GUTHRIE: Ted Kennedy, you're Australian, we know that. If people didn’t know now, we hear it in your accent. Were you familiar with this story? How much did you even really know about Ted Kennedy?
CLARKE: I was actually born the day before it happened, the 17th of July when they took off for the moon. I knew enough to go, “I think I know this event.” but I knew nothing when I started researching and it went down the rabbit hole how it happened, particularly the big shock was Mary Jo possibly, very probably, being alive and asphyxiating. There was a lot to learn. The more I researched the more I felt, wow, I need to tell it.
GUTHRIE: How would you describe the portrayal? What do you think the movie concludes, if anything, about culpability? I mean, this is one of the things that people are always going to wonder about.
CLARKE: They should ask about. The portrayal is intimate. It’s honest. It’s authentic.
We haven't strayed. We haven’t gone for salacious or tabloids. It’s a very strong, intimate look at a man's moral choices and responsibility lies not just with him but all of us. He is an elected official. I think that's where the story lies in history. That’s always ongoing. We always need to look at the people we love and vote for.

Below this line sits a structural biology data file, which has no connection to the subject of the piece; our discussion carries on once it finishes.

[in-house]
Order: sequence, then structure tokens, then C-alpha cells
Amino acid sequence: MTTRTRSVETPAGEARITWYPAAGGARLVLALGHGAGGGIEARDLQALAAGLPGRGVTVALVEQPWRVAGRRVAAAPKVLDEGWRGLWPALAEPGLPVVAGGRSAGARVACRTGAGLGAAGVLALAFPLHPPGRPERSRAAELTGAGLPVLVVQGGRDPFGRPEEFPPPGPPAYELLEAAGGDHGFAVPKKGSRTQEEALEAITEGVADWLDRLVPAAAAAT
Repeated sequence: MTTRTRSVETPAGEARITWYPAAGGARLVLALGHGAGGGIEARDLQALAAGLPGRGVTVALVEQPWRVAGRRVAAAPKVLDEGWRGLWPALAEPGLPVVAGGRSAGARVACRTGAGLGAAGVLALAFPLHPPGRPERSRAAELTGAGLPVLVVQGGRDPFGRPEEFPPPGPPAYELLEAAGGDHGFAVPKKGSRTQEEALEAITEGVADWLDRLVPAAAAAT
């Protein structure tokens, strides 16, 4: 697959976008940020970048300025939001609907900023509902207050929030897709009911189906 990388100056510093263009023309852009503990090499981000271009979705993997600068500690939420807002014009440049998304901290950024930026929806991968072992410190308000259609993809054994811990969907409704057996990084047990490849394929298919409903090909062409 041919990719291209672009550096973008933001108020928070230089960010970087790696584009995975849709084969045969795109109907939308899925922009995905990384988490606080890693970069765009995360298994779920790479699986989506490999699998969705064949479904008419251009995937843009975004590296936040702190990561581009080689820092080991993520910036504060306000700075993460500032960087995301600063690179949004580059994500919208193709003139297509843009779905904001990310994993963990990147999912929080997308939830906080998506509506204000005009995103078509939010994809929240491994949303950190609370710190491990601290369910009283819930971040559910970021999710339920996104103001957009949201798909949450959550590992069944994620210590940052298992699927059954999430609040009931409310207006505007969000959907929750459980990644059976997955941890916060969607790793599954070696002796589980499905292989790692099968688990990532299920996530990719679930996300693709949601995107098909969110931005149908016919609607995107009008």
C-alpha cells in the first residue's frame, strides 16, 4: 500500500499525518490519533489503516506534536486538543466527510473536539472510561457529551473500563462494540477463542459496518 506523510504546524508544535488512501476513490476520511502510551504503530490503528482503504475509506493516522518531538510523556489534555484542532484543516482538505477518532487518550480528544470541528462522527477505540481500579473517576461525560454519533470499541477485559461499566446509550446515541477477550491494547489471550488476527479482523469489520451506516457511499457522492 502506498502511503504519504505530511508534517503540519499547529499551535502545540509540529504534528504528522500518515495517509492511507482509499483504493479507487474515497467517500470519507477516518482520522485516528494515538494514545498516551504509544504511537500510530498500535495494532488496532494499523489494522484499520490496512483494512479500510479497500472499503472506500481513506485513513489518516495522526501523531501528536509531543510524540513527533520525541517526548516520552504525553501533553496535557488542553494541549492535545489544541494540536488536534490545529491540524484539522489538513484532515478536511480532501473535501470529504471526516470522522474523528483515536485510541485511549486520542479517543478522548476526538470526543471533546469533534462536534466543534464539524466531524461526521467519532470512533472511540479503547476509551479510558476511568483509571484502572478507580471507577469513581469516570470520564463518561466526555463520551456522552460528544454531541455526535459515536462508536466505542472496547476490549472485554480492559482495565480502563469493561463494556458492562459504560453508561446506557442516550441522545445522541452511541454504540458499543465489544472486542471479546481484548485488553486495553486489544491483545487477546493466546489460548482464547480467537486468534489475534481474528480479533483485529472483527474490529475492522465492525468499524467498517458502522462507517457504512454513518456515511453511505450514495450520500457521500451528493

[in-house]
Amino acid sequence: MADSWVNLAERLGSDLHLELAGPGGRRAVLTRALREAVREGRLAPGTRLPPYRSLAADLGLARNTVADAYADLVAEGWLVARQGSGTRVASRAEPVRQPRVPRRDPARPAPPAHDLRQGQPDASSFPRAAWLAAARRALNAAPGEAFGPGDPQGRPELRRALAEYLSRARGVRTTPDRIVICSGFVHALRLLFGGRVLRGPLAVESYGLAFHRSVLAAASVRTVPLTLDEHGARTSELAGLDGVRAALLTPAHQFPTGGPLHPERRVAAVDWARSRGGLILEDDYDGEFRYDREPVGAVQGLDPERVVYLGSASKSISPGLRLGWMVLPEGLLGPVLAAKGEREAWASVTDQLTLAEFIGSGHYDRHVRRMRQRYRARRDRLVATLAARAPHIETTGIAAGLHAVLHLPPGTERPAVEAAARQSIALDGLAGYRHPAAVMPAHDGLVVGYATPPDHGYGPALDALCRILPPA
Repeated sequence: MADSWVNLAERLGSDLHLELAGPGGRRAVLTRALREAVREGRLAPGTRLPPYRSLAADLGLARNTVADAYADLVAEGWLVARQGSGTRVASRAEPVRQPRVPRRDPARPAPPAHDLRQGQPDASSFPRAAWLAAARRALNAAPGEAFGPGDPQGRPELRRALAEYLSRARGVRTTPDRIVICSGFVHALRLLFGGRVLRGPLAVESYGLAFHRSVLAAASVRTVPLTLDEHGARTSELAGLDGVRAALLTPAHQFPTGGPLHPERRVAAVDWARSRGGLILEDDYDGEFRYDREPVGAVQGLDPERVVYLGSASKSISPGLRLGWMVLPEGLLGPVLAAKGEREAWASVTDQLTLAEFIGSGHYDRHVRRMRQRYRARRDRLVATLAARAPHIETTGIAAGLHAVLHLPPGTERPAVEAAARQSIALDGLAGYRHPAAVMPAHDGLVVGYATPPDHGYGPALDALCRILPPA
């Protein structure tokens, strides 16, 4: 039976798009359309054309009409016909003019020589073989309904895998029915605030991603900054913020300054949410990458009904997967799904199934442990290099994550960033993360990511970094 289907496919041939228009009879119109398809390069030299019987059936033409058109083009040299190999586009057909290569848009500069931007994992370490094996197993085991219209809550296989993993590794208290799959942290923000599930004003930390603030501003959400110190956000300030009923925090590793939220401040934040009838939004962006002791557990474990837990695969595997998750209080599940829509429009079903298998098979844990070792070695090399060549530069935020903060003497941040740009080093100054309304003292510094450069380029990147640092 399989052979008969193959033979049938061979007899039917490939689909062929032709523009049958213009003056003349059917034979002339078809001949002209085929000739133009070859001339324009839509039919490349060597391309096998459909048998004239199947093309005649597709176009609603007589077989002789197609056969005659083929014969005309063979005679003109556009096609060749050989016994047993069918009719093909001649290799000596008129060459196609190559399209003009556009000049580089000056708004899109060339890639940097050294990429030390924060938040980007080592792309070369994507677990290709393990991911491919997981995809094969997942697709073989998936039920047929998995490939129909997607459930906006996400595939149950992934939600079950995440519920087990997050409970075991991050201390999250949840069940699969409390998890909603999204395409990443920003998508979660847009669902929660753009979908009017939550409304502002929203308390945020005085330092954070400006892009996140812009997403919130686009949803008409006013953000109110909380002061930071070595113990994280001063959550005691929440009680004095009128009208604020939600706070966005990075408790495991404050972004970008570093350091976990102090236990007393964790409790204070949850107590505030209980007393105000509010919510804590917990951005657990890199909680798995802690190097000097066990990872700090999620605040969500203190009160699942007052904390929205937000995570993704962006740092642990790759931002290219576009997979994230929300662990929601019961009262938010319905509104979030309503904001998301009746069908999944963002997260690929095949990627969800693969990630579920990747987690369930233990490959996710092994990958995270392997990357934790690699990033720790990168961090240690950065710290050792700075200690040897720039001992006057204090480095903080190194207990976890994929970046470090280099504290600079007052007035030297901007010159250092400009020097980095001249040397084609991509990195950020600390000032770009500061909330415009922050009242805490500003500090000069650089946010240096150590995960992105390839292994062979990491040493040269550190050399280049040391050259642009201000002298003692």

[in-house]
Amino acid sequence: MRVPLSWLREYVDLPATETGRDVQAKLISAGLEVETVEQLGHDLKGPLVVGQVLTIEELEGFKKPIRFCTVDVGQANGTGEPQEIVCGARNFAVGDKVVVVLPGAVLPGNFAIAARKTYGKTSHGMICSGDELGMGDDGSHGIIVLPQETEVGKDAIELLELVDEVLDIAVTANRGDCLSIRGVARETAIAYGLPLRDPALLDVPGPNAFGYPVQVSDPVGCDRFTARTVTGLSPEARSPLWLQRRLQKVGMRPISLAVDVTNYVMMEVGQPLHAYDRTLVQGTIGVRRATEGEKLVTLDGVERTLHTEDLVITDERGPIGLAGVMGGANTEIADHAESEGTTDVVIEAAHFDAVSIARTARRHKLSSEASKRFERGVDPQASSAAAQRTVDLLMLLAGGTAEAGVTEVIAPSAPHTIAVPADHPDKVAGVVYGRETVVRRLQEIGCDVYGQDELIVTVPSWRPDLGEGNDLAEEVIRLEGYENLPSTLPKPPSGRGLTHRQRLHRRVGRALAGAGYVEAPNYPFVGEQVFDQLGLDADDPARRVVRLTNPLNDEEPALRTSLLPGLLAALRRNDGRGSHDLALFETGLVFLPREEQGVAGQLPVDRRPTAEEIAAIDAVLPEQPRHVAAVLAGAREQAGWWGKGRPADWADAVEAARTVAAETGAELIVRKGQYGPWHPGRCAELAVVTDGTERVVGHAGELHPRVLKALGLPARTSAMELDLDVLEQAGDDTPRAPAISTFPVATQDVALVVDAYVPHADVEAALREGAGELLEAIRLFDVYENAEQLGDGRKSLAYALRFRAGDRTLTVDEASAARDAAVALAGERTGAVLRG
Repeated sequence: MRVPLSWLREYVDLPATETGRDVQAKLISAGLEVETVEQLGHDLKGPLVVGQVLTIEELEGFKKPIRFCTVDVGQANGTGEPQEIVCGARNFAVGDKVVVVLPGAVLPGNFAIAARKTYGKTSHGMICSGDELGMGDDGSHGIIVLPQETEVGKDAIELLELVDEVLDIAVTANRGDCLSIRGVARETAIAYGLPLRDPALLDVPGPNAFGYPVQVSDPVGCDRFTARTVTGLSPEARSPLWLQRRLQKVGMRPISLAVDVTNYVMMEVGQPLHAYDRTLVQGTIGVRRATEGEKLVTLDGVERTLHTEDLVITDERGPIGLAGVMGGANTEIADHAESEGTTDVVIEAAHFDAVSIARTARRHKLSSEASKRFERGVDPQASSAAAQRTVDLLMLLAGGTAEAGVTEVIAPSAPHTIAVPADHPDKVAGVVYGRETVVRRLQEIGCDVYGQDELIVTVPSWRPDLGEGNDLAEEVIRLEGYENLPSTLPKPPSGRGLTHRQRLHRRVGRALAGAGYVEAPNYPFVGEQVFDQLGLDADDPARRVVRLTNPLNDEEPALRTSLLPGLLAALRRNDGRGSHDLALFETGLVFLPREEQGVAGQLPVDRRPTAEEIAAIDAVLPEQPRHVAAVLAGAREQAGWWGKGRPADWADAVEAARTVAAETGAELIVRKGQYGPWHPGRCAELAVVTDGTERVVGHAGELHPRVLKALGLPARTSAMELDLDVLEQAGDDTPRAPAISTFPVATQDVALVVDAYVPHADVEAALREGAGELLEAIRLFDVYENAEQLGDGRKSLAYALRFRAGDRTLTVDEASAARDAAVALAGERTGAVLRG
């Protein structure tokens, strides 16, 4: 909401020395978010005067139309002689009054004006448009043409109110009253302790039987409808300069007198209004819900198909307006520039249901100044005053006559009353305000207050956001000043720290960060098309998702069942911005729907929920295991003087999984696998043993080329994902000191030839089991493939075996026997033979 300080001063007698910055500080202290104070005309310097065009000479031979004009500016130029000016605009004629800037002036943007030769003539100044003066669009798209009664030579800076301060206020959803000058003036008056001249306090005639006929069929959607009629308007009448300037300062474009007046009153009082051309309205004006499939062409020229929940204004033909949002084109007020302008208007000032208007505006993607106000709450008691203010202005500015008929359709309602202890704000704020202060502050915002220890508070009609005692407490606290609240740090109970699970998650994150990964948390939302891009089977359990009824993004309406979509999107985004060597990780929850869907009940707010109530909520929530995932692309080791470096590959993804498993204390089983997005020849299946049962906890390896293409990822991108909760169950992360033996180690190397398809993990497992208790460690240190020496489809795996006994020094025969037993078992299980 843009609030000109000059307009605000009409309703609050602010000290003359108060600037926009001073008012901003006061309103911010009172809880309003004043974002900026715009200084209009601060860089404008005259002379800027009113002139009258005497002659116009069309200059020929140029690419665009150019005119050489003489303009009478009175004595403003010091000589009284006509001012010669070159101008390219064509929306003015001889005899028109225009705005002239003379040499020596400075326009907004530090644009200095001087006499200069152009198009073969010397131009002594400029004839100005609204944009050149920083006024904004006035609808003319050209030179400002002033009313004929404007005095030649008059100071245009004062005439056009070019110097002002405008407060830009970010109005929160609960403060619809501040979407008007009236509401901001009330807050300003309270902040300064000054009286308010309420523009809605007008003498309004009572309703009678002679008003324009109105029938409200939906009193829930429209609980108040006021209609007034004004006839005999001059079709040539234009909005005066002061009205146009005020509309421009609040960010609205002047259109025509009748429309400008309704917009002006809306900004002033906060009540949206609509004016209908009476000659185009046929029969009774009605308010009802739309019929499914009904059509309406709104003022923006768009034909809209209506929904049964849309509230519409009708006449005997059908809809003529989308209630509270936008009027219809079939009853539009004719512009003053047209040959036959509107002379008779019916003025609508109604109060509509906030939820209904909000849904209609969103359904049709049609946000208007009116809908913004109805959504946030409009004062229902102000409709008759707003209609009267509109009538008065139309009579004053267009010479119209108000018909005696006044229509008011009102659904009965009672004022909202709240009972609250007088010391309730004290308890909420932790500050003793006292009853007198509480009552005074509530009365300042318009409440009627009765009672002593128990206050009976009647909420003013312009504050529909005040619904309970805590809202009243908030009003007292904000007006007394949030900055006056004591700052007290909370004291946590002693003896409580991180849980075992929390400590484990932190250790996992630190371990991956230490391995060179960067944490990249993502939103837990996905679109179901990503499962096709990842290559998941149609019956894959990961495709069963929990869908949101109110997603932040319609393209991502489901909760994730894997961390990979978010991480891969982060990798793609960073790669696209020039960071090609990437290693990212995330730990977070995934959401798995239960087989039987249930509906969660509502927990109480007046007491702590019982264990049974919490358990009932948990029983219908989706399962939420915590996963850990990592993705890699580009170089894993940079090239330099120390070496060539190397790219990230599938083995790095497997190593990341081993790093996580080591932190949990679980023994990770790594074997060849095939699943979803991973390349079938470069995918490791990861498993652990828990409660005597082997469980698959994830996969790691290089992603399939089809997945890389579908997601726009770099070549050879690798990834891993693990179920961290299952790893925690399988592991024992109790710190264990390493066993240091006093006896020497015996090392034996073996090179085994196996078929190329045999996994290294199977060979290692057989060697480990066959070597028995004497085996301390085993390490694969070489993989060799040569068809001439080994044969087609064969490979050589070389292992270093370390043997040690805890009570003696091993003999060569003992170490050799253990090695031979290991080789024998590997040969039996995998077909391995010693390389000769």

GUTHRIE: The movie, I think, really looks hard at the context as well. I mean, the fact that his brother, Bobby Kennedy, had just been killed and his brother's dream of reaching the moon was days away from being realized.
GUTHRIE: How do you think that affected Ted Kennedy?
CLARKE: Immensely. Ted had 14 children. He had jack's two and Bobby's 11 and his own child at that time. It was one year since his second brother had been shot and murdered in front of everybody. Bobby was the great liberal leader that was going to change politics, end the war. Mary Jo was one of his — a woman who believed and helping to make that happen. It's tragic. It really is an incredible one week of this man's life, who then went on to have an incredible life afterwards. You put it in context of who he was and where he was and how he got to this point upside down in a pond swimming for his life, it's wild.
GUTHRIE: It won't surprise you some people are taking issue with the fact this movie is characterizing this time, Bob Shrum, who worked for Kennedy, an old politico, called it a disservice and a journalist who was there on Chappaquiddick said it’s utterly fictionalized. Were you surprised at that push back? What do you make it?
CLARKE: I knew this going into it. People will think that this is either this is going to be a liberal love-in of a man who was flawed or it’s going to be a hatchet job of one of the great men in society. Ted Kennedy his life is not just defined on this. What he has done legislatively on the right side of history on civil rights, of education, health care stands. Ted did extraordinary things. He also did this. And I think it needs to be looked at. I don't think it does a disservice. I really don’t. I have great love respect and the more I researched this family and this man the deeper that became. But I doesn’t mean I think we should walk away and ignore these things.
GUTHRIE: Well, it will be interesting to really dive into it as you have. And by the way, you nailed the accent, which is not easy to do for an Aussie, right?
CLARKE: Not with teeth and some prostetics. It was a bit more difficult.
GUTHRIE: Jason Clarke, thank you so much. The film is called Chappaquiddick. It opens in theaters tomorrow.